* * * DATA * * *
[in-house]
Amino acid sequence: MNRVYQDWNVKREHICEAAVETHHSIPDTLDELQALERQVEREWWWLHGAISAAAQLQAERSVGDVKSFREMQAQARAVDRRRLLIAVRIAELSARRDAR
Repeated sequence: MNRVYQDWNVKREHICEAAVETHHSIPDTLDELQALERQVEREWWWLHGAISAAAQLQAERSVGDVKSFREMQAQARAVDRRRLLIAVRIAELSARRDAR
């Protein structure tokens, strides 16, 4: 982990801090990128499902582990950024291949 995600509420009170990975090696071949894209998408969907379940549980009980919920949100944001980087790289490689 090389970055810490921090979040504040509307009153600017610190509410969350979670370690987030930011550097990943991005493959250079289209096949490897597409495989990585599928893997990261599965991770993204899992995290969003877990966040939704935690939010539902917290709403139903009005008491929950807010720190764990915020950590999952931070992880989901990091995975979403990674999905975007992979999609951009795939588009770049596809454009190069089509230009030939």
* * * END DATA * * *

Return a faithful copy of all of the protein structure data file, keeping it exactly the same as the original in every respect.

[in-house]
Amino acid sequence: MNRVYQDWNVKREHICEAAVETHHSIPDTLDELQALERQVEREWWWLHGAISAAAQLQAERSVGDVKSFREMQAQARAVDRRRLLIAVRIAELSARRDAR
Repeated sequence: MNRVYQDWNVKREHICEAAVETHHSIPDTLDELQALERQVEREWWWLHGAISAAAQLQAERSVGDVKSFREMQAQARAVDRRRLLIAVRIAELSARRDAR
């Protein structure tokens, strides 16, 4: 982990801090990128499902582990950024291949 995600509420009170990975090696071949894209998408969907379940549980009980919920949100944001980087790289490689 090389970055810490921090979040504040509307009153600017610190509410969350979670370690987030930011550097990943991005493959250079289209096949490897597409495989990585599928893997990261599965991770993204899992995290969003877990966040939704935690939010539902917290709403139903009005008491929950807010720190764990915020950590999952931070992880989901990091995975979403990674999905975007992979999609951009795939588009770049596809454009190069089509230009030939």